Yahweh! you are so full of crap.
You're like a kitten trying to cover up its shit on a wood floor.
Me: You can't define anything in an absolute sense.
You: Yeah. I suppose technically. But we were never trying to define things in an absolute sense. Yeah; that's it. We are defining things in a sense that is totally not absolute.
Me: Really? what other meaning/sense of definition are you using?
You: Umm... Well... we know it when we see it...
Me: But...? You can't actually define the sense of definition that you think you might be using, can you? You think you know what you are doing; but you can't quite put into words exactly what that might be. You're sure that axiomatic mathematics works in the way that you understand it; you're sure that you are being consistent in your behaviour - but you can't say what axiomatic mathematics is. You can't say what consistent is. You can't say what true is.
The first mantra of mathematics is: Define your terms.
And here you are trying to tell me that axiomatic mathematics has always been relative and it doesn't matter that you haven't defined anything. At all. Ever.Lie to yourself all you like
You can tell me that I'm misunderstanding axiomatic mathematics and the Laws of Thought all the live day long. We could spend years arguing back and forth.
And the reason we could spend years arguing over exactly what is, and is not, the correct understanding of axiomatic mathematics and the Laws of Thought is that they aren't defined. At all. Not even a little bit.
This is the very problem that formal mathematics was intended to solve. If you don't define your terms then you can twist and turn and change your meaning part way through in order to argue any position you want to.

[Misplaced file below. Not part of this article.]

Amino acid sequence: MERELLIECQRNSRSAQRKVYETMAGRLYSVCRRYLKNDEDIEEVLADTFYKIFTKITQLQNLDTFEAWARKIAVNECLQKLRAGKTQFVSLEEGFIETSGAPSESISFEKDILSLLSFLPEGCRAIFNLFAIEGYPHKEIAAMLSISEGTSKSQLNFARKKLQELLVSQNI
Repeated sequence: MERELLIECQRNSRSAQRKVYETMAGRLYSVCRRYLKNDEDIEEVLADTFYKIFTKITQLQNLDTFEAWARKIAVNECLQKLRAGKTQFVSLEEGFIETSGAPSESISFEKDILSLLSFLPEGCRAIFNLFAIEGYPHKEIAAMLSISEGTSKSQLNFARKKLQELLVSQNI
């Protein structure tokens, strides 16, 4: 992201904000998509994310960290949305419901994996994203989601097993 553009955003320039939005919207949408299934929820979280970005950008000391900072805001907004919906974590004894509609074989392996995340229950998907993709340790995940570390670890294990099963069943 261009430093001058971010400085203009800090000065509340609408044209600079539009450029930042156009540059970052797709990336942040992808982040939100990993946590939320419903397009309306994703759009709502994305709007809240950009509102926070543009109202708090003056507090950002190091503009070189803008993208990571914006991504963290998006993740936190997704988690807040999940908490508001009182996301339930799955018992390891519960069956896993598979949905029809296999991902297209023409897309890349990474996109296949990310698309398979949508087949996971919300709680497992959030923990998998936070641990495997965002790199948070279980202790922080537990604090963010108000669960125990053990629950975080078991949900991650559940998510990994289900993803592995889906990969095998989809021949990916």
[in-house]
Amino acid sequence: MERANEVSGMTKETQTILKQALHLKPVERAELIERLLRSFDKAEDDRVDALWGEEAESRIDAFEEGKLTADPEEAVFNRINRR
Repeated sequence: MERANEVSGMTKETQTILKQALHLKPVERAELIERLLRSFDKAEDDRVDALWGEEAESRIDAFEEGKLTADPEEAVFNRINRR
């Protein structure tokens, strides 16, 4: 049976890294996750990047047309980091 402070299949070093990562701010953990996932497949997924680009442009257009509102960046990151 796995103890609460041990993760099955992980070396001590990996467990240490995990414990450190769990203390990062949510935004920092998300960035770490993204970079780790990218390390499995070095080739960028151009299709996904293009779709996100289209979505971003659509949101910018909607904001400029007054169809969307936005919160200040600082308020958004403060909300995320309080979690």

The trouble is that the result of this attempt to formalise definitions is to demonstrate that it is impossible to formalise definitions.
So here we are with you inventing new ways to interpret what axiomatic mathematics is and what it is trying to do.
And yes - you have a point - your interpretation is as valid as mine. Which is to say - neither of us can prove that axiomatic mathematics or the laws of thought have a single definite meaning exclusive of all other meanings.
The difference between you and me is that you are in denial. You think it is possible to know things. You think that there is a possibility of a fixed reference frame. You think you know what (x = x) means.Oh - and incidentally
In order to determine if (x = y) you need to know what x and y are. You need to define x and y (and equality). You need to assume that x and y can have known values. You are assuming that x and y are absolutes.
If you are going to dick around re-interpreting fundamental assumptions of mathematics it might be a good idea to make sure that your re-interpretation is actually making the point you intended rather than... you know... the exact opposite point.
Whether you take the First Law as an argument about x or an argument about equality; it is clearly a statement of absolutes. That there is something that can be known. Whether that something is x, equality or identity is missing the point that it is a statement of certainty - of absolute knowledge - a thing is a thingDon't be confused by the fact that the English Language works (to some degree)
You know what knowledge is.
Except that axiomatic mathematics has demonstrated that is is impossible to know anything in an absolute sense.
There is a mismatch here. A false assumption is being made.
Axiomatic mathematics has been crystal clear in telling us that it isn't possible to define anything.
Yet our personal experience of knowledge compels us to believe in the existence of definitions despite all the many ways in which formal analysis of axiomatic mathematics shouts, screams and begs us to understand that it isn't possible to define anything.
Thousands of years of Euclidean geometry: How could anyone say that Euclidean Geometry hasn't been defined? As mathematicians you've been working with Euclidean Geometry since you first learned to count (even if nobody named it the number line when you first learned 1 + 1).
You are sure that you've defined stuff. Even if you concede that the definition isn't absolute and universal - you just know that you have defined stuff.
So when I tell you that nothing has ever been defined to any degree - that it is impossible to define anything in any way then of course you are going to rebel. You feel right down to your bones that you know what Euclidean Geometry is.